I’m still trying to rank the things I liked most about my recent trip to the city of Takayama in Japan’s mountainous Gifu Prefecture, and until now I am not able to complete my list. Is it the quaintness of the place or the overall peace I felt as I walked its streets marveling the wooden houses? Or interacting with the friendly and warm locals? Or is it the sound of the birds and the flowing waters of the Miyagawa river? Or the simple lifestyle of the locals where there seemed to be trust and respect to everyone or everything?
I say that last bit as when D and I rented bicycles for our first day’s trip to Hida No Sato (also known as the Hida Folk Village), the guy at the rental place just got our names and contact numbers and off we went. While I was puffing away on my bike during an incline, the car behind me slowed down and waited patiently until I made it to the top. Also, on our first day while we sat in front of a fruit store happily slurping our shakes, we saw two elderly women who were walking around with baskets and tongs, picking up garbage to maintain the city’s cleanliness.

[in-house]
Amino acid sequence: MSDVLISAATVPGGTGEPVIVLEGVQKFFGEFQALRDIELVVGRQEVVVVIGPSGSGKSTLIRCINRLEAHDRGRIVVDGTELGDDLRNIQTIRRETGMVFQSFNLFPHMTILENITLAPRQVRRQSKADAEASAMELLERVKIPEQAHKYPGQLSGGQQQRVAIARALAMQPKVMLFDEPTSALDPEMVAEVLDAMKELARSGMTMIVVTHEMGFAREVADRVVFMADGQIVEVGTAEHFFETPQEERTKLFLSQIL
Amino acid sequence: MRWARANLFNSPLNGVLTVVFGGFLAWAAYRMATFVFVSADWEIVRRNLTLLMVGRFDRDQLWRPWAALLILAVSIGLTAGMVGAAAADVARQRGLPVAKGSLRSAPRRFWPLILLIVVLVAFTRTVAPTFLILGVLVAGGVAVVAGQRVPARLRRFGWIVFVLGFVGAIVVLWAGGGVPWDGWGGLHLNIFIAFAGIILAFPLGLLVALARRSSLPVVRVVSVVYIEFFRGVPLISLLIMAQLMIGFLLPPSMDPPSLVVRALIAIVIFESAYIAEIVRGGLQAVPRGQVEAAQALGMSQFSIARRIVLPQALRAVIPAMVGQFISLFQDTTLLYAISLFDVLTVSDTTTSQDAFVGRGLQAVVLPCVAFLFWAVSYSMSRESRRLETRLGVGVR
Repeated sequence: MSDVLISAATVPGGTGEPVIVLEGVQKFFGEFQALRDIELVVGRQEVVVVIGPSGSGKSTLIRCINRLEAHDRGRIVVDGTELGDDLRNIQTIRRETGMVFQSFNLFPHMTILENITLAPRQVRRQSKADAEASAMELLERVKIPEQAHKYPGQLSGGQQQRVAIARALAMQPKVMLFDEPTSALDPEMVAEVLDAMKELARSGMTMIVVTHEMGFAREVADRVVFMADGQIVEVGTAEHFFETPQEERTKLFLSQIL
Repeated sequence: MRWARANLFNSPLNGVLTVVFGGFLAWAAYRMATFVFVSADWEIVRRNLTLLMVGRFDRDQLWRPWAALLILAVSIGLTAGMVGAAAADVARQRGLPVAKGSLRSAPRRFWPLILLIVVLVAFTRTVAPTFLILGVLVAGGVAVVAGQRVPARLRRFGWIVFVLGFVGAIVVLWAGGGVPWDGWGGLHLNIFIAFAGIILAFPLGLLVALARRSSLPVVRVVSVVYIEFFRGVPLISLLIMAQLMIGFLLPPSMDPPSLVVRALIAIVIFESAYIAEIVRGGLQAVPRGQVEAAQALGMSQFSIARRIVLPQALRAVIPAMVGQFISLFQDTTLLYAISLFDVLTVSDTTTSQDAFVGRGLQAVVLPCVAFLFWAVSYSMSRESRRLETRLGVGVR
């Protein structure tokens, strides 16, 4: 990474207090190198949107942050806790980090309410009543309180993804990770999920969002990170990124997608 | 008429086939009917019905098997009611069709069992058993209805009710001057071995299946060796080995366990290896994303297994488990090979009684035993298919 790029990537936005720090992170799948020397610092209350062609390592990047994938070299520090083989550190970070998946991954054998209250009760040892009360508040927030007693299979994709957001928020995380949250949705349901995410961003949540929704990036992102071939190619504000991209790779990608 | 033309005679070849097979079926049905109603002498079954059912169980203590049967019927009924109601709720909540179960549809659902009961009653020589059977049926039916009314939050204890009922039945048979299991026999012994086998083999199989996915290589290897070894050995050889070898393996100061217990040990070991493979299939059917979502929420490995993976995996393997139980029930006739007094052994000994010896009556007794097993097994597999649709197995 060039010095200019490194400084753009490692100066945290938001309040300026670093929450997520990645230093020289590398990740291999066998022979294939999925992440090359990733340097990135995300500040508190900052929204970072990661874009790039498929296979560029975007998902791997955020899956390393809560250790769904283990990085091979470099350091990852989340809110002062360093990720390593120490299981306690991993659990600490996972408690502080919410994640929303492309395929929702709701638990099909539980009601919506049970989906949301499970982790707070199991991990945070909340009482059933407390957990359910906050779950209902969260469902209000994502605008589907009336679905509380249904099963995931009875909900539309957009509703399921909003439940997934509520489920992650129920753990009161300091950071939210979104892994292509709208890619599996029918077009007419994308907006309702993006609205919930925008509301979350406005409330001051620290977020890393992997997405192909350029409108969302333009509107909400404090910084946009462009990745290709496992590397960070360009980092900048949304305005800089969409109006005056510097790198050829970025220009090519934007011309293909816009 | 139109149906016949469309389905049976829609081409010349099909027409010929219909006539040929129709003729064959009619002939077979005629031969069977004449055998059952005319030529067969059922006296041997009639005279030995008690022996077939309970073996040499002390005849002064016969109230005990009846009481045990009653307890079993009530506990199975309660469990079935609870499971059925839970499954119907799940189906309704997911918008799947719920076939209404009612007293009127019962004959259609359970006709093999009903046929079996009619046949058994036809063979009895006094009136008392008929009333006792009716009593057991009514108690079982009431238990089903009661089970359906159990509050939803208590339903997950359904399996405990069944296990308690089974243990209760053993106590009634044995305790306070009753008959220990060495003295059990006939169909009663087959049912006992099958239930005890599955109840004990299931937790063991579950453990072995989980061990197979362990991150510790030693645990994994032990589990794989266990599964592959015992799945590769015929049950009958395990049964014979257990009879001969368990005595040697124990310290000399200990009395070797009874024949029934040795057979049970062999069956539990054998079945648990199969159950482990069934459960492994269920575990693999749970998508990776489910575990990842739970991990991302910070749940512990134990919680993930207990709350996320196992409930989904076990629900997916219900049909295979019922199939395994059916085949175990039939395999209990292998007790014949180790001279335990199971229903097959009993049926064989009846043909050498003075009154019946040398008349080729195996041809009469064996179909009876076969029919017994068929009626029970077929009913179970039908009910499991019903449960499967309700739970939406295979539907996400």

So instead of finalizing a “rank” list, I’m writing this blog about the Miyagawa River, one of the places where I spent a longer time in compared to the Miyagawa Morning Market or the Takayama Old Town. It was this river that called to me the first time I saw it – with its clean clear waters, colorful big fish swimming about, and birds of different kinds flying over or going near me, hoping to get bits of treats. It was at this moment, away from the hustle and bustle of the city, where I realized that the peace and happiness of being one with nature, regardless of where in the world I am feeling it from, is universal.